At their great emp?ror's call, as next in worth,
Came singly where he stood on the bare strand,
While the promiscuous crowd stood yet aloof.
The chief were those, who, from the pit of hell
Roaming to seek their prey on earth, durst fix
Their seats long after next the seat of God,
Their altars by his altar, gods ador'd
Among the nations round, and durst abide
Jehovah thund’ring out of Sion, thron'd

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368 mánkind] so accented on the first syllable in Heywood's Hierarchie, p. 11.

• Tell me, O thou of Mánkind most accurst.'
376 who first] Hom. Il. v. 703.
ένθα τινα πρώτον, τίνα δ'ύστατον. Todd.

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Between the cherubim ; yea, often plac'd
Within his sanctuary itself their shrines,
Abominations; and with cursed things
His holy rites and solemn feasts profan’d,
And with their darkness durst affront his light. vx
First Moloch, horrid king, besmear’d with blood
Of human sacrifice, and parents' tears,
Though for the noise of drums and timbrels loud
Their children's cries unheard, that past through fire
To his grim idol. Him the Ammonite
Worship’d in Rabba and her wat’ry plain,
In Argob, and in Basan, to the stream
Of utmost Arnon. Nor content with such
Audacious neighbourhood, the wisest heart
Of Solomon he led by fraud to build
His temple right against the temple of God,
On that opprobrious hill, and made his grove
The pleasant valley of Hinnon, Tophet thence
And black Gehenna call'd, the type of hell.
Next Chemos, th' obscene dread of Moab's sons,
From Aroer to Nebo, and the wild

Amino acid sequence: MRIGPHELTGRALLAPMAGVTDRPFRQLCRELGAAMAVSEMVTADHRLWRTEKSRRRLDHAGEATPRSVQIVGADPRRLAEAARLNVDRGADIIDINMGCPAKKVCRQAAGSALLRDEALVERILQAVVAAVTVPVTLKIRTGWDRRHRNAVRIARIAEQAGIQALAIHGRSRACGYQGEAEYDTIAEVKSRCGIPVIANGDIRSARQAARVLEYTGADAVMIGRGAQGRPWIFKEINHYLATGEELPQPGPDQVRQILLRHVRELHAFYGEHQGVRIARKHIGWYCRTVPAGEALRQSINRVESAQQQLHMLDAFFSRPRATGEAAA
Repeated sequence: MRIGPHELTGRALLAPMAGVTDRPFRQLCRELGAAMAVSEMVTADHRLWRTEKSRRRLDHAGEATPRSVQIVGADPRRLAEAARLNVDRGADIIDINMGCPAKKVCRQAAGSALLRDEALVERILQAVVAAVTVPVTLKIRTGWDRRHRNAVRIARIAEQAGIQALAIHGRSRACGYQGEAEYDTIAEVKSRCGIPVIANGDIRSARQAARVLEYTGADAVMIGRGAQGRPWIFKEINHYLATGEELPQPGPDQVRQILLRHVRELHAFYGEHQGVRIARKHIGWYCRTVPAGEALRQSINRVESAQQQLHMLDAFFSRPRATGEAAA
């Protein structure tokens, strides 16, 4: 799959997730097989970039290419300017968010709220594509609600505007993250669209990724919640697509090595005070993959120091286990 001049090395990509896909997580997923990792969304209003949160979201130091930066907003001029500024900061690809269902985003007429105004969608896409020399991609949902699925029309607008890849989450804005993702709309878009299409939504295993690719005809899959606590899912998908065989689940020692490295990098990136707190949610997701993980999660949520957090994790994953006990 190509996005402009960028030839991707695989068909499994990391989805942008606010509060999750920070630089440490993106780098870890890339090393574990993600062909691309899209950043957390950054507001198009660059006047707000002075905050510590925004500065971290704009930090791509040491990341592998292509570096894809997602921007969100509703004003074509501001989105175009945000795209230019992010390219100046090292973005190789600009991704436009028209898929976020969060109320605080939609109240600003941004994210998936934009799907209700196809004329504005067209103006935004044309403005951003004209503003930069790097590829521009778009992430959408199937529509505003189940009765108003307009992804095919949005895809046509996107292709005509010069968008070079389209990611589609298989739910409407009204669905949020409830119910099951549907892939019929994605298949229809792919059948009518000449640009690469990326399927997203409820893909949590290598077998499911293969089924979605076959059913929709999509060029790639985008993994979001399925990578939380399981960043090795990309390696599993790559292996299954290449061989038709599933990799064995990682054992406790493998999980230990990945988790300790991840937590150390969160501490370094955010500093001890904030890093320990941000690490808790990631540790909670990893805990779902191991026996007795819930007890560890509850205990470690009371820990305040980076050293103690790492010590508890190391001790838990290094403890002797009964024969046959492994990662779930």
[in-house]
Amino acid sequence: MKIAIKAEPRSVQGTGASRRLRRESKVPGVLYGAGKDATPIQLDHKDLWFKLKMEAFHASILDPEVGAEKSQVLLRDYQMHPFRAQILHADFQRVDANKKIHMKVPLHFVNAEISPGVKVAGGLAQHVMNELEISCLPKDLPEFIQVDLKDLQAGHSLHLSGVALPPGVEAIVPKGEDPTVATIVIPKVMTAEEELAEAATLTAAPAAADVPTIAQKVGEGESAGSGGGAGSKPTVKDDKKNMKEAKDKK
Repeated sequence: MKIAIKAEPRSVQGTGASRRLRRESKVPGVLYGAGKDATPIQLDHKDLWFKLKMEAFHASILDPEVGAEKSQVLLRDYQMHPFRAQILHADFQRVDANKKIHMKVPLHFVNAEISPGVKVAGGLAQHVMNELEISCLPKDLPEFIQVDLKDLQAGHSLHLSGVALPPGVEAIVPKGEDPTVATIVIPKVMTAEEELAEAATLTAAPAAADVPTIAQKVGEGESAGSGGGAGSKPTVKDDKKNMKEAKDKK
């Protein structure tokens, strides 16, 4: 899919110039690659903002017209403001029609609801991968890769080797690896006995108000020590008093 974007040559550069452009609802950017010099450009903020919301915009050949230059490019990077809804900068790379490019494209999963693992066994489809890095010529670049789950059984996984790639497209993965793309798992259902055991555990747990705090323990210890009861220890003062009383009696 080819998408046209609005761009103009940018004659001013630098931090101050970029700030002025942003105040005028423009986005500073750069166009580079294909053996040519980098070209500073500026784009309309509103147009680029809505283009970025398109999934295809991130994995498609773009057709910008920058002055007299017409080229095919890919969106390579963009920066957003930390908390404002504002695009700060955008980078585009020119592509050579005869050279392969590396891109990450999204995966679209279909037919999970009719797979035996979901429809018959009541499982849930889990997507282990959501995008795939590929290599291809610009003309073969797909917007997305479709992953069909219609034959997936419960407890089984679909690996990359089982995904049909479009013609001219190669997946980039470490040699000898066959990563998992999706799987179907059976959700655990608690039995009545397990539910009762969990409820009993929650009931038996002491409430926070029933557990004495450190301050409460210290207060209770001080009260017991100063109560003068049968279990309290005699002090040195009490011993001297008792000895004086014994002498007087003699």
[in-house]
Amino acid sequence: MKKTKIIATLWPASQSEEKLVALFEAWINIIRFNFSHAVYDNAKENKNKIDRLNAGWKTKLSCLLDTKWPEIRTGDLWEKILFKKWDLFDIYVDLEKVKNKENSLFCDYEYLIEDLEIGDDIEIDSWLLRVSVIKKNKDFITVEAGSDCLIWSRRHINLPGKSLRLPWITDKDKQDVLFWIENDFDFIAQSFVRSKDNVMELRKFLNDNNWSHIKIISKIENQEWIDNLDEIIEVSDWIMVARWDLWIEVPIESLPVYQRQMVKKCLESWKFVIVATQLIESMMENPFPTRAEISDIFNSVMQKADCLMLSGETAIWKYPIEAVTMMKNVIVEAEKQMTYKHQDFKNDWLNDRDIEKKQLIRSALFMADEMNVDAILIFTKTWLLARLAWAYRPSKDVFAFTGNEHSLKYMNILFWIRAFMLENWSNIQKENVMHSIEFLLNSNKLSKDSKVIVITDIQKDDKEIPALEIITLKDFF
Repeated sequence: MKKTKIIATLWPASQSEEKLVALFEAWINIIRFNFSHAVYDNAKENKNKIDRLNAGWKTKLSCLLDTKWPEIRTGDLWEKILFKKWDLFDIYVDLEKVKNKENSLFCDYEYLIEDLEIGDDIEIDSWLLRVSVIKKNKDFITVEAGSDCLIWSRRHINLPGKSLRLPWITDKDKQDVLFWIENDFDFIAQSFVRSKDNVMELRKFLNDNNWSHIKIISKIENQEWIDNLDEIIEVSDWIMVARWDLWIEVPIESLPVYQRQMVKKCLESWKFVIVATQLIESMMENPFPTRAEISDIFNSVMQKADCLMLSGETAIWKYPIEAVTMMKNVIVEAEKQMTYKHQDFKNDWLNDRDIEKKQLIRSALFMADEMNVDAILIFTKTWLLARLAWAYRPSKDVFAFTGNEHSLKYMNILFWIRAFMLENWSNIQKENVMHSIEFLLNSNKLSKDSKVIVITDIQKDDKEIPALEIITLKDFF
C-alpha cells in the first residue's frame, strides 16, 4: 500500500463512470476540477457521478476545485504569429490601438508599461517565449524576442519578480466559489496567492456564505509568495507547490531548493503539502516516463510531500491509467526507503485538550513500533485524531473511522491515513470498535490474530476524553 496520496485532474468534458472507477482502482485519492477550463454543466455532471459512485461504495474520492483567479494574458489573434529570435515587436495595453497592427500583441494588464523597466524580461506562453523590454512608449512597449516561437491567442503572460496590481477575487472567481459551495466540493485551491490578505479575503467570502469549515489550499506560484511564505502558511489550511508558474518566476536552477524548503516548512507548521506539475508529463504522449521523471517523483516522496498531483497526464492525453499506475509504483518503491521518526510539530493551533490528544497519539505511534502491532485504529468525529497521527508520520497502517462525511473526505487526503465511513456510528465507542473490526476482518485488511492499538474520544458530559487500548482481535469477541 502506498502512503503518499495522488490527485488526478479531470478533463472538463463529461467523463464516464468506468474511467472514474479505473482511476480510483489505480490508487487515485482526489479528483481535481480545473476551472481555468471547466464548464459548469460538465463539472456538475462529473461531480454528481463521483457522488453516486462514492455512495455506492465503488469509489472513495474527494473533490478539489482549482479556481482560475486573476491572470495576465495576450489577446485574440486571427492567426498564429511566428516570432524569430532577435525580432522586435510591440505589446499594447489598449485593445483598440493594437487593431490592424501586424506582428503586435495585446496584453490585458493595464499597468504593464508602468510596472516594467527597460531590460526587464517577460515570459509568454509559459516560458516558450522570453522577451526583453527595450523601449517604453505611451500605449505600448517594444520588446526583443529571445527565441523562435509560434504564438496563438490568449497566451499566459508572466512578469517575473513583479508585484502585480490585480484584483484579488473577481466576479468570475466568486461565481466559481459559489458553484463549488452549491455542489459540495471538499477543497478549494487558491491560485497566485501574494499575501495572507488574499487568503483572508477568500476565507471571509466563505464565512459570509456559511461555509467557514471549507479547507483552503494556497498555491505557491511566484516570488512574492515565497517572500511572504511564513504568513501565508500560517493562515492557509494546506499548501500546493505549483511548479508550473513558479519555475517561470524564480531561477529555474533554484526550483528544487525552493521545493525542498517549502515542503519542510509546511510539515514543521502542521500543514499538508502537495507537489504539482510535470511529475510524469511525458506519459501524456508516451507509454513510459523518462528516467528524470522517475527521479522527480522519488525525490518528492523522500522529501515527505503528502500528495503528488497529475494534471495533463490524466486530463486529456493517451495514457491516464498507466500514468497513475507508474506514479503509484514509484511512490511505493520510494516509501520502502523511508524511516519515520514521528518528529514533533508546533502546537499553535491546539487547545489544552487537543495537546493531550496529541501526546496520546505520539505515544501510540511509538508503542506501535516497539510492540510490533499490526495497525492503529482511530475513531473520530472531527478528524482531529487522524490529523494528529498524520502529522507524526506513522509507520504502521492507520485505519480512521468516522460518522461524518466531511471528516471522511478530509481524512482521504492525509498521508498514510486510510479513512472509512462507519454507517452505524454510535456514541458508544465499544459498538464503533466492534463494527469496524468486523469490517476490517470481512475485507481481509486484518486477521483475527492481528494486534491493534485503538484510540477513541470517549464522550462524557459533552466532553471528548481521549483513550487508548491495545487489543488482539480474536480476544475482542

Of southmost Abarim; in Hesebon
And Horonaim, Seon's realm, beyond
The flowery dale of Sibma clad with vines,
And Eleälé, to th? Asphaltic pool :
Peor his other name, when he entic'd
Israel in Sittim, on their march from Nile,
To do him wanton rites, which cost them woe.
Yet thence his lustful orgies he enlarg'd
Even to that hill of scandal, by the grove

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Of Moloch homicide, lust hard by hate;
Till good Josiah drove them thence to hell.
With these came they, who, from the bordering flood
Of old Euphrates to the brook that parts
Ægypt from Syrian ground, had general names
Of Baalim and Ashtaroth, those male,
These feminine: for spirits when they please
Can either sex assume, or both; so soft
And uncompounded is their essence pure ;
Not tied or manacled with joint or limb,
Nor founded on the brittle strength of bones,
Like cumbrous flesh; but in what shape they choose,

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Dilated or condens’d, bright or obscure,
Can execute their aery purposes,
And works of love or enmity fulfil.
For those the race of Israel oft forsook
Their living Strength, and unfrequented left
His righteous altar, bowing lowly down
To bestial gods; for which their heads as low
Bow'd down in battle, sunk before the spear
Of despicable foes. With these in troop
Came Astoreth, whom the Phænicians call'd
Astarte, queen of heaven, with crescent horns ;
To whose bright image nightly by the moon
Sidonian virgins paid their vows and songs;
In Sion also not unsung, where stood
Her temple on th’ offensive mountain, built
By that uxorious king, whose heart though large,

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419 bordering] v. Gen. xv. 18. Newton.

Old Euphrates: v. Gen. Ü. 14.